Joe Abercrombie continues the tale of Logen Ninefingers and his quest to be a better man. Although this may look to be a stand alone novel, you truly need to have read The First Law Trilogy (for the history of Logen and Nicomo Cosca) and Best Served Cold for more on Cosca as well as the origins of Caul Shivers.
Abercrombie creates such fascinating characters and such intricate plots with creative prose that it really boggles the imagination with how he got this particular set of people in the mess that they are in. In this instance, Abercrombie focuses the story on Shy South, chasing her kidnapped siblings with help from her stepfather, Lamb. Once again Abercrombie is creating a major character whose story is supported by the incredible cast of misfits from previous stories. I find it an interesting trick to outwardly appear to follow her, when in truth he’s telling the stories of Logen, Caul and Nicomo. He did much the same thing in Best Served Cold when all the action was driven by the main character, Monza Murcatto, but often segued into the stories of Caul and Nicomo.
Logen is definitely not a lamb in sheep’s clothing, but a wolf whether he wants to be one or not. What does a god-touched man of war do when all he wants to be is a man of peace? He has learned other professions, could live other lives, but how does one turn away from being the most skilled fighter of his generation? What do you do when you are truly good at your calling? How do you turn away from violence if that’s the thing you are best at? Trouble seems to find him, even when he’s not looking for it. He doesn’t love war or fighting, but when he continues to cross paths with people who only understand violence as a solution, he has no choice but to engage them the only way he knows he can win.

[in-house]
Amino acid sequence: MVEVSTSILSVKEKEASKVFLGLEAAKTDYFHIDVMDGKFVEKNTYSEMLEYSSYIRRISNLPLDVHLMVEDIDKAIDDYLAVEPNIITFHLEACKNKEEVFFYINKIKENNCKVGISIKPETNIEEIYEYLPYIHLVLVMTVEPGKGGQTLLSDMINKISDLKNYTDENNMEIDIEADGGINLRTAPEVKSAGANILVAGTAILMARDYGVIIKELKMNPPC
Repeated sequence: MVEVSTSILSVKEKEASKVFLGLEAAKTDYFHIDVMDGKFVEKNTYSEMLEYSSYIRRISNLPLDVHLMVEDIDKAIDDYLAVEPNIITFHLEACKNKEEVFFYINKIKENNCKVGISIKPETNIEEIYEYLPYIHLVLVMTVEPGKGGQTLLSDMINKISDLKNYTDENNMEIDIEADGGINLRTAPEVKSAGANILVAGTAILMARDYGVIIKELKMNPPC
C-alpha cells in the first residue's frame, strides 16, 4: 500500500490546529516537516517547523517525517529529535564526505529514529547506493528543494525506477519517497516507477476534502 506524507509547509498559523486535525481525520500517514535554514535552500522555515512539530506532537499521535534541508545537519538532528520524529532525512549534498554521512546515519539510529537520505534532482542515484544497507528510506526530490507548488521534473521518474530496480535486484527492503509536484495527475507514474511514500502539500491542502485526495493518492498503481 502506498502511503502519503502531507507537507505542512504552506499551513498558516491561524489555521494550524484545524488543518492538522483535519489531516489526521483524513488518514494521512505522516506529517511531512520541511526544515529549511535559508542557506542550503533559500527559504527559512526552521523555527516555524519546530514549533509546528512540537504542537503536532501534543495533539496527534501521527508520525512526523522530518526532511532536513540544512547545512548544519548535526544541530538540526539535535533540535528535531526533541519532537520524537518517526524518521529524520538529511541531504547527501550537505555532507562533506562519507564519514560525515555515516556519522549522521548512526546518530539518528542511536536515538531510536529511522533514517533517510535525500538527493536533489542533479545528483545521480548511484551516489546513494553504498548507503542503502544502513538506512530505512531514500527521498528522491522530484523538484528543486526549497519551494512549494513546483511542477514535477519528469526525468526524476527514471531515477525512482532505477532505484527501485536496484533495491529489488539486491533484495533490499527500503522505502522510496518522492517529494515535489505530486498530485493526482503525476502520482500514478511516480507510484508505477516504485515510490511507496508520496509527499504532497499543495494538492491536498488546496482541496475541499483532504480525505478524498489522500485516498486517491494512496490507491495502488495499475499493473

My favorite line from this book is about Caul: ‘“I hope this is a lesson to you. Never take eggs from a metal-eyed man.” Sworbreck wrote that down, although that struck him as an aphorism of limited application.’ The origin of Caul’s metal eye and his reasons for following Logen are from the previous books I mention. I think the phrase, ‘an aphorism of limited application,’ is an apt description for Abercrombie’s fiction. It has a limited application and I mean that as a compliment–it’s in the exact right place and says the exact right thing for the scene. That sentence (and many other memorable ones) could only appear here.
I hope we get to see Logen again, and part of me hopes that he finds what he’s looking for. Part of me wants him to keep struggling because it’s such good story material.